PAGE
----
GRAPHICALLY SPEAKING


IEEE Computer Graphics and Applications, May/June 2009, pp. 90–95

Frog on a computer keyboard 

Sketching Tangible Interfaces: Creating an Electronic Palette for the Design Community

by Matthew Cottam and Katie Wray

Until very recently, the typical home computer user accessed the machine’s software and processing capabilities solely through the physical interfaces of a mouse, keyboard, and monitor. Occasionally users added other physical interface peripherals for specific purposes such as gaming, but these three items have been our gateway to the computer since the late 1960s. Everyone—from software designers to industrial designers to Web site designers—relied on these elements to be the physical-interaction method that users employed to access their product.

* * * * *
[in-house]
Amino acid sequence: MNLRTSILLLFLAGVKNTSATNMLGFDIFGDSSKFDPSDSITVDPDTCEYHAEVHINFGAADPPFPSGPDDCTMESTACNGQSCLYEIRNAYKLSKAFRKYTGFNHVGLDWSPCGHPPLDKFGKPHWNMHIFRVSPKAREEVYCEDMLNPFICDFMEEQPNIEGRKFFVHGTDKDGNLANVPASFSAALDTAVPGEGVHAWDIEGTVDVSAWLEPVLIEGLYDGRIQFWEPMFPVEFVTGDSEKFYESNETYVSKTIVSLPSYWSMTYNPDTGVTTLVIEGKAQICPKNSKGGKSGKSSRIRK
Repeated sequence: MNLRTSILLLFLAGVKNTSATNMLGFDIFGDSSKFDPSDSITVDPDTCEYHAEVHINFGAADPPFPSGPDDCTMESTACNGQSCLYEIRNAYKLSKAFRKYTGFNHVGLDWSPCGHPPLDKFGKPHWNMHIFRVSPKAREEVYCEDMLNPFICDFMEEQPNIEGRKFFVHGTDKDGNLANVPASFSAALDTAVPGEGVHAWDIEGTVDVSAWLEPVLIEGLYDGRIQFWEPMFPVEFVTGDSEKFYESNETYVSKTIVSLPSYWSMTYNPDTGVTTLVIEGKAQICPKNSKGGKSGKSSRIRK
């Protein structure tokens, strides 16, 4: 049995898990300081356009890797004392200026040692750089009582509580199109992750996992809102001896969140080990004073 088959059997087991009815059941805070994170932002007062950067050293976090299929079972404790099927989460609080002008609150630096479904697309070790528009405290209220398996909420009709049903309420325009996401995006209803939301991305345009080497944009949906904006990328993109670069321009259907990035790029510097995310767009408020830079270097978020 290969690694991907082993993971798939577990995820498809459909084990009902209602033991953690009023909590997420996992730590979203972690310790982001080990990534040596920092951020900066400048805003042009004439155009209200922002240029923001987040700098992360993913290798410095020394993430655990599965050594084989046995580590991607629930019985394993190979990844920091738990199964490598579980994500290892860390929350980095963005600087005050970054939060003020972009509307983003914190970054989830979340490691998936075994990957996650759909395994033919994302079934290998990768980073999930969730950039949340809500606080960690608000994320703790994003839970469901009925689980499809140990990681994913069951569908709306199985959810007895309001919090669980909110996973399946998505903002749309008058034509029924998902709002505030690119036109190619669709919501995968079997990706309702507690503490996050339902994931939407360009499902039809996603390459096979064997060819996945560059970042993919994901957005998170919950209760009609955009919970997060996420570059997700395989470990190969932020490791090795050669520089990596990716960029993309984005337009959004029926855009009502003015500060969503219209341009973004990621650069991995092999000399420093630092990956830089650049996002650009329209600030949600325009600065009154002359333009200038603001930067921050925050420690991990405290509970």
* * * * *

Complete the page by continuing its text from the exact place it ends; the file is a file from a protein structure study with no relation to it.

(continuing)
Today, interface designers can no longer assume that the interaction between a user and a digital interface occurs only, or most effectively, through traditional devices such as keyboards, mice, and number pads. Tangible interfaces and ubiquitous-computing technologies are changing the human relationship to computing technology, and designers must take this into account when creating products and services.

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